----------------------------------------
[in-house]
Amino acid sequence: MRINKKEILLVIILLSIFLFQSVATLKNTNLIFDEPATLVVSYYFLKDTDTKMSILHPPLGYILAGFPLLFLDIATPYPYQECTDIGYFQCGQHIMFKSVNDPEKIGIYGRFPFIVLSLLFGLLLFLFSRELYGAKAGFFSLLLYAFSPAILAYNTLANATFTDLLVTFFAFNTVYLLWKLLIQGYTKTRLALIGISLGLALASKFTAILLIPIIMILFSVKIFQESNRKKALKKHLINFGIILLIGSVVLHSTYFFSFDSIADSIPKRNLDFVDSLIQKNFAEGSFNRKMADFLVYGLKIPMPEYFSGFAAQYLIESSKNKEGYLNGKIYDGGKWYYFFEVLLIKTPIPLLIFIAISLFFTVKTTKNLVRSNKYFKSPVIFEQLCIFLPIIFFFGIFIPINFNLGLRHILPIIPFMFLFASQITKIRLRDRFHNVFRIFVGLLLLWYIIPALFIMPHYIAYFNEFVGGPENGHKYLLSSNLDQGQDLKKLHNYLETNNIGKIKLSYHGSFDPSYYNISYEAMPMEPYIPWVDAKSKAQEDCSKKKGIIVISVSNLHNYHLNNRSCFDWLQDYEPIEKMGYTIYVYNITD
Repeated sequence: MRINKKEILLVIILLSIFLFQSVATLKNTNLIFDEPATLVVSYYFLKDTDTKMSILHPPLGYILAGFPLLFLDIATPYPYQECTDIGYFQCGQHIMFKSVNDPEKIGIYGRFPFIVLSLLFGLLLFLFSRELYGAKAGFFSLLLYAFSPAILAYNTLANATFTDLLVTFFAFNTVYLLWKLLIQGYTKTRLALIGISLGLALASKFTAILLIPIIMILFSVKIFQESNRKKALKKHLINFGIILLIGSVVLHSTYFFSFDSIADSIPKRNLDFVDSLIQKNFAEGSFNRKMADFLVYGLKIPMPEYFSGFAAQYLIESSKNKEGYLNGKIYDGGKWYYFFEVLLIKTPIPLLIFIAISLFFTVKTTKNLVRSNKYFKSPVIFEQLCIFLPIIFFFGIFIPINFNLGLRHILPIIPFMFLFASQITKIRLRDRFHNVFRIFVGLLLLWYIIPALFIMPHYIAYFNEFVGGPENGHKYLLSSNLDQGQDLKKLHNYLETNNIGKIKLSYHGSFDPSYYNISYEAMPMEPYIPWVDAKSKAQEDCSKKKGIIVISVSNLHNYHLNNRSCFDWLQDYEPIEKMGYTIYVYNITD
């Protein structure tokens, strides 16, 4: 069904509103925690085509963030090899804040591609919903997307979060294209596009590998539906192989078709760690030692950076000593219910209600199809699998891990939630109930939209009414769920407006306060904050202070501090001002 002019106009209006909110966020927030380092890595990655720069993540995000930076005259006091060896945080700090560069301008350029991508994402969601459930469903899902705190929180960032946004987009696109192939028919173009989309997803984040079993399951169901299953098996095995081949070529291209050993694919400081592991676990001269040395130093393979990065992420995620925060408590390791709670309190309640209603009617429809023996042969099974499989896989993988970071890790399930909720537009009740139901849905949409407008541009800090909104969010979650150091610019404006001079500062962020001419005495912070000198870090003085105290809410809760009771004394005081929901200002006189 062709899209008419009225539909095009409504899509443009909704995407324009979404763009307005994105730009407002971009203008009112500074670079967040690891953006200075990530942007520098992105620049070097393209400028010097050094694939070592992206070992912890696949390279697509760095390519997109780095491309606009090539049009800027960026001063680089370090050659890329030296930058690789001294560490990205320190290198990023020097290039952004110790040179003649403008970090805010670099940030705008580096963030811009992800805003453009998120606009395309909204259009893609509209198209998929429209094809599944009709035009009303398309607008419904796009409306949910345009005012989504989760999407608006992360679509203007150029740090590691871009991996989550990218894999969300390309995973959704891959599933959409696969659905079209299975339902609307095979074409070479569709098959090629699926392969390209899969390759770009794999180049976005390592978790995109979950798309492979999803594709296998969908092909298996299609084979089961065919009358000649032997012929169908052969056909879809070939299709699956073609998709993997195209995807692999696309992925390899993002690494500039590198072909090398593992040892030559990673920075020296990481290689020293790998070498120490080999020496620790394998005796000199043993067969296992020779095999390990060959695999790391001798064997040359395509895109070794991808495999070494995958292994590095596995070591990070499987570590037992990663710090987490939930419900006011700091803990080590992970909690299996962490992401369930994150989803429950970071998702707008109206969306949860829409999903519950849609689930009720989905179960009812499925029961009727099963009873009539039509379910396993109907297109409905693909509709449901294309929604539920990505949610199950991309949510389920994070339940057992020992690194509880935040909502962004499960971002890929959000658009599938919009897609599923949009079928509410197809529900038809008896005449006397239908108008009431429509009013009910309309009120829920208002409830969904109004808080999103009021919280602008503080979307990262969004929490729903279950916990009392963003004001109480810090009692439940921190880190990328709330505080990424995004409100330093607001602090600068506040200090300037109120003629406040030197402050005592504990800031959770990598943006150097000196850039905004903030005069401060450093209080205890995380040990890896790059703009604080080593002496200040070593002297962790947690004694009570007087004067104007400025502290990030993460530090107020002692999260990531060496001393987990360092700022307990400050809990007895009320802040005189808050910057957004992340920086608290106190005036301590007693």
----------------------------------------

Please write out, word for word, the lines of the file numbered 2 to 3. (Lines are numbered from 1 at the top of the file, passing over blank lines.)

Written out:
Amino acid sequence: MRINKKEILLVIILLSIFLFQSVATLKNTNLIFDEPATLVVSYYFLKDTDTKMSILHPPLGYILAGFPLLFLDIATPYPYQECTDIGYFQCGQHIMFKSVNDPEKIGIYGRFPFIVLSLLFGLLLFLFSRELYGAKAGFFSLLLYAFSPAILAYNTLANATFTDLLVTFFAFNTVYLLWKLLIQGYTKTRLALIGISLGLALASKFTAILLIPIIMILFSVKIFQESNRKKALKKHLINFGIILLIGSVVLHSTYFFSFDSIADSIPKRNLDFVDSLIQKNFAEGSFNRKMADFLVYGLKIPMPEYFSGFAAQYLIESSKNKEGYLNGKIYDGGKWYYFFEVLLIKTPIPLLIFIAISLFFTVKTTKNLVRSNKYFKSPVIFEQLCIFLPIIFFFGIFIPINFNLGLRHILPIIPFMFLFASQITKIRLRDRFHNVFRIFVGLLLLWYIIPALFIMPHYIAYFNEFVGGPENGHKYLLSSNLDQGQDLKKLHNYLETNNIGKIKLSYHGSFDPSYYNISYEAMPMEPYIPWVDAKSKAQEDCSKKKGIIVISVSNLHNYHLNNRSCFDWLQDYEPIEKMGYTIYVYNITD
Repeated sequence: MRINKKEILLVIILLSIFLFQSVATLKNTNLIFDEPATLVVSYYFLKDTDTKMSILHPPLGYILAGFPLLFLDIATPYPYQECTDIGYFQCGQHIMFKSVNDPEKIGIYGRFPFIVLSLLFGLLLFLFSRELYGAKAGFFSLLLYAFSPAILAYNTLANATFTDLLVTFFAFNTVYLLWKLLIQGYTKTRLALIGISLGLALASKFTAILLIPIIMILFSVKIFQESNRKKALKKHLINFGIILLIGSVVLHSTYFFSFDSIADSIPKRNLDFVDSLIQKNFAEGSFNRKMADFLVYGLKIPMPEYFSGFAAQYLIESSKNKEGYLNGKIYDGGKWYYFFEVLLIKTPIPLLIFIAISLFFTVKTTKNLVRSNKYFKSPVIFEQLCIFLPIIFFFGIFIPINFNLGLRHILPIIPFMFLFASQITKIRLRDRFHNVFRIFVGLLLLWYIIPALFIMPHYIAYFNEFVGGPENGHKYLLSSNLDQGQDLKKLHNYLETNNIGKIKLSYHGSFDPSYYNISYEAMPMEPYIPWVDAKSKAQEDCSKKKGIIVISVSNLHNYHLNNRSCFDWLQDYEPIEKMGYTIYVYNITD